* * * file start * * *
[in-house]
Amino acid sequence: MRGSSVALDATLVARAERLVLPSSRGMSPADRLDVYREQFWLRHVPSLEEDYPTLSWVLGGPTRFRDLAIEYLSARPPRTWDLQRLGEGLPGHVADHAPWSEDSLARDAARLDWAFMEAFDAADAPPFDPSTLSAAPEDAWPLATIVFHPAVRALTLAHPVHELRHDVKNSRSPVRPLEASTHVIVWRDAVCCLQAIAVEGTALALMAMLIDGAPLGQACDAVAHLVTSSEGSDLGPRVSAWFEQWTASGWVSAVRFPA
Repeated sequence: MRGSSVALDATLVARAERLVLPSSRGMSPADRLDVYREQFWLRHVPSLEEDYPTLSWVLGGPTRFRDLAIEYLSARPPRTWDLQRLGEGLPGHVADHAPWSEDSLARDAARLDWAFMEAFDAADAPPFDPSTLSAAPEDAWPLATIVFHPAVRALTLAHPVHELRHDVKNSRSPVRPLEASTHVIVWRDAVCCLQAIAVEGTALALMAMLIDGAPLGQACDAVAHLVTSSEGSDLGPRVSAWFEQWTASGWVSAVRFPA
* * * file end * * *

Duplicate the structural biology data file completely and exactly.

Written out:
[in-house]
Amino acid sequence: MRGSSVALDATLVARAERLVLPSSRGMSPADRLDVYREQFWLRHVPSLEEDYPTLSWVLGGPTRFRDLAIEYLSARPPRTWDLQRLGEGLPGHVADHAPWSEDSLARDAARLDWAFMEAFDAADAPPFDPSTLSAAPEDAWPLATIVFHPAVRALTLAHPVHELRHDVKNSRSPVRPLEASTHVIVWRDAVCCLQAIAVEGTALALMAMLIDGAPLGQACDAVAHLVTSSEGSDLGPRVSAWFEQWTASGWVSAVRFPA
Repeated sequence: MRGSSVALDATLVARAERLVLPSSRGMSPADRLDVYREQFWLRHVPSLEEDYPTLSWVLGGPTRFRDLAIEYLSARPPRTWDLQRLGEGLPGHVADHAPWSEDSLARDAARLDWAFMEAFDAADAPPFDPSTLSAAPEDAWPLATIVFHPAVRALTLAHPVHELRHDVKNSRSPVRPLEASTHVIVWRDAVCCLQAIAVEGTALALMAMLIDGAPLGQACDAVAHLVTSSEGSDLGPRVSAWFEQWTASGWVSAVRFPA